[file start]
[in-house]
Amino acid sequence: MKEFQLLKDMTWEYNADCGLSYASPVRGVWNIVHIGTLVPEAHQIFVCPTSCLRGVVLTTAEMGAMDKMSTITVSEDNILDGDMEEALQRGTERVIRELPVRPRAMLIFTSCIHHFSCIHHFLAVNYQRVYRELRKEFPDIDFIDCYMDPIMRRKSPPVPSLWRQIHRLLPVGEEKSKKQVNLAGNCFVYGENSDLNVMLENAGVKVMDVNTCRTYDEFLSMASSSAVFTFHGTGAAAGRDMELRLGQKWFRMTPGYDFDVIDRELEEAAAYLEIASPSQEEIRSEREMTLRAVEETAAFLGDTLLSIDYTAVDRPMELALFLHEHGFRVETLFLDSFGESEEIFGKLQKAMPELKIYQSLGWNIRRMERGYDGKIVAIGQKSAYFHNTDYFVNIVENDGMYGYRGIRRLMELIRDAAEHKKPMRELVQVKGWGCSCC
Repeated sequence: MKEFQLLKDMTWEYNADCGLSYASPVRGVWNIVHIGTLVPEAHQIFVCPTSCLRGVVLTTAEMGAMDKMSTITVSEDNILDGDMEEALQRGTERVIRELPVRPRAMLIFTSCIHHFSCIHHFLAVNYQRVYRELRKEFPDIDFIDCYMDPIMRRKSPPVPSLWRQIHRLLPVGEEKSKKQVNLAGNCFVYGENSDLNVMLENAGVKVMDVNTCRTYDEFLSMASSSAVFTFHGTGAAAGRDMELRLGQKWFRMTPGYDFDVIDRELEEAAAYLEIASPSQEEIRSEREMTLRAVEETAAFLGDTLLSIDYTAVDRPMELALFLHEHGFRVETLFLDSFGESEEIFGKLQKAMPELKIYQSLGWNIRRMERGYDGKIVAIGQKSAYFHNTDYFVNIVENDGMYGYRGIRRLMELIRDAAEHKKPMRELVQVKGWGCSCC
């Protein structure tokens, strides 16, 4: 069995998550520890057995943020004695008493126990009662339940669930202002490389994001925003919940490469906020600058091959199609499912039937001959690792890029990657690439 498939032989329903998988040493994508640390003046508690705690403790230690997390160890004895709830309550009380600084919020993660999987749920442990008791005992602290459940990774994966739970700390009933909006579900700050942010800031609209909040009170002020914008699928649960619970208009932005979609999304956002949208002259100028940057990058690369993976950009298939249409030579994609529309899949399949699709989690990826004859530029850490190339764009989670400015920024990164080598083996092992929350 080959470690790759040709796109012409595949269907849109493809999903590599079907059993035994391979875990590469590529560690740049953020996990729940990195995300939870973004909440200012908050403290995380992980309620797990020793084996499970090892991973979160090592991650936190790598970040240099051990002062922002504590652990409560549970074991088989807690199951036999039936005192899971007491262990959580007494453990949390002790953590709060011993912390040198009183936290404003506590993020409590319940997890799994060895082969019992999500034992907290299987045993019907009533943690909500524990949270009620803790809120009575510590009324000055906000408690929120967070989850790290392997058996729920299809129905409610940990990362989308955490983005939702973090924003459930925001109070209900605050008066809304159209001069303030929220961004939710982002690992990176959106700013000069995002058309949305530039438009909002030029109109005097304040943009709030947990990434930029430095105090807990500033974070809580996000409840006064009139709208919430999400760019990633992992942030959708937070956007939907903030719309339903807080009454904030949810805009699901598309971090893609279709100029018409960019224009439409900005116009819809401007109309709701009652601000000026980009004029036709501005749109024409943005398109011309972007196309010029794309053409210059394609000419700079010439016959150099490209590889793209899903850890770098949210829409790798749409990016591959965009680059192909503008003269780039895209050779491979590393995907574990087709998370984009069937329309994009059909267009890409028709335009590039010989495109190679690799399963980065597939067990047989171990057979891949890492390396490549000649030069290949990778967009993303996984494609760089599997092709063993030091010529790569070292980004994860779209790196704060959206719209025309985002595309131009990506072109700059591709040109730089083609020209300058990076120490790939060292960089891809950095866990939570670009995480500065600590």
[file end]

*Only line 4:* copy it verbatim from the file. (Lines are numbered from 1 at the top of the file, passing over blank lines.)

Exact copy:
């Protein structure tokens, strides 16, 4: 069995998550520890057995943020004695008493126990009662339940669930202002490389994001925003919940490469906020600058091959199609499912039937001959690792890029990657690439 498939032989329903998988040493994508640390003046508690705690403790230690997390160890004895709830309550009380600084919020993660999987749920442990008791005992602290459940990774994966739970700390009933909006579900700050942010800031609209909040009170002020914008699928649960619970208009932005979609999304956002949208002259100028940057990058690369993976950009298939249409030579994609529309899949399949699709989690990826004859530029850490190339764009989670400015920024990164080598083996092992929350 080959470690790759040709796109012409595949269907849109493809999903590599079907059993035994391979875990590469590529560690740049953020996990729940990195995300939870973004909440200012908050403290995380992980309620797990020793084996499970090892991973979160090592991650936190790598970040240099051990002062922002504590652990409560549970074991088989807690199951036999039936005192899971007491262990959580007494453990949390002790953590709060011993912390040198009183936290404003506590993020409590319940997890799994060895082969019992999500034992907290299987045993019907009533943690909500524990949270009620803790809120009575510590009324000055906000408690929120967070989850790290392997058996729920299809129905409610940990990362989308955490983005939702973090924003459930925001109070209900605050008066809304159209001069303030929220961004939710982002690992990176959106700013000069995002058309949305530039438009909002030029109109005097304040943009709030947990990434930029430095105090807990500033974070809580996000409840006064009139709208919430999400760019990633992992942030959708937070956007939907903030719309339903807080009454904030949810805009699901598309971090893609279709100029018409960019224009439409900005116009819809401007109309709701009652601000000026980009004029036709501005749109024409943005398109011309972007196309010029794309053409210059394609000419700079010439016959150099490209590889793209899903850890770098949210829409790798749409990016591959965009680059192909503008003269780039895209050779491979590393995907574990087709998370984009069937329309994009059909267009890409028709335009590039010989495109190679690799399963980065597939067990047989171990057979891949890492390396490549000649030069290949990778967009993303996984494609760089599997092709063993030091010529790569070292980004994860779209790196704060959206719209025309985002595309131009990506072109700059591709040109730089083609020209300058990076120490790939060292960089891809950095866990939570670009995480500065600590």